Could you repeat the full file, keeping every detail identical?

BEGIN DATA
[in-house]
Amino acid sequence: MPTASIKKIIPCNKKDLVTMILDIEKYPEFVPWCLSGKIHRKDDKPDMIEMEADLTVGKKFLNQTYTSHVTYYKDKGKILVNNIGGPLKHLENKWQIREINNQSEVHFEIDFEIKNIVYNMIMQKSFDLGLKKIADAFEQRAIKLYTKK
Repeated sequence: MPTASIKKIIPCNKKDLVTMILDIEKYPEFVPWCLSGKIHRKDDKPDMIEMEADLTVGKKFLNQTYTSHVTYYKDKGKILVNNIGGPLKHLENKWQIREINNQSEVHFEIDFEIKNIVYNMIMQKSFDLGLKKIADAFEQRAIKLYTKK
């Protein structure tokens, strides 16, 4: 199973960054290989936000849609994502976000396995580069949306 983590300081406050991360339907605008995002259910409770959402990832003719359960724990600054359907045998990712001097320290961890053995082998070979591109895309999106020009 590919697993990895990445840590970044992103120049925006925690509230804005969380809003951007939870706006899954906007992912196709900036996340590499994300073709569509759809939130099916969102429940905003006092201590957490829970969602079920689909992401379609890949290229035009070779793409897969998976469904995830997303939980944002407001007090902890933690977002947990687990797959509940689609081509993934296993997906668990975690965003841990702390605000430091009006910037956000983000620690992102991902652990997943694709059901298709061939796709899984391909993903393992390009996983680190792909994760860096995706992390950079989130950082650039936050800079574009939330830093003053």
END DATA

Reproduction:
[in-house]
Amino acid sequence: MPTASIKKIIPCNKKDLVTMILDIEKYPEFVPWCLSGKIHRKDDKPDMIEMEADLTVGKKFLNQTYTSHVTYYKDKGKILVNNIGGPLKHLENKWQIREINNQSEVHFEIDFEIKNIVYNMIMQKSFDLGLKKIADAFEQRAIKLYTKK
Repeated sequence: MPTASIKKIIPCNKKDLVTMILDIEKYPEFVPWCLSGKIHRKDDKPDMIEMEADLTVGKKFLNQTYTSHVTYYKDKGKILVNNIGGPLKHLENKWQIREINNQSEVHFEIDFEIKNIVYNMIMQKSFDLGLKKIADAFEQRAIKLYTKK
């Protein structure tokens, strides 16, 4: 199973960054290989936000849609994502976000396995580069949306 983590300081406050991360339907605008995002259910409770959402990832003719359960724990600054359907045998990712001097320290961890053995082998070979591109895309999106020009 590919697993990895990445840590970044992103120049925006925690509230804005969380809003951007939870706006899954906007992912196709900036996340590499994300073709569509759809939130099916969102429940905003006092201590957490829970969602079920689909992401379609890949290229035009070779793409897969998976469904995830997303939980944002407001007090902890933690977002947990687990797959509940689609081509993934296993997906668990975690965003841990702390605000430091009006910037956000983000620690992102991902652990997943694709059901298709061939796709899984391909993903393992390009996983680190792909994760860096995706992390950079989130950082650039936050800079574009939330830093003053």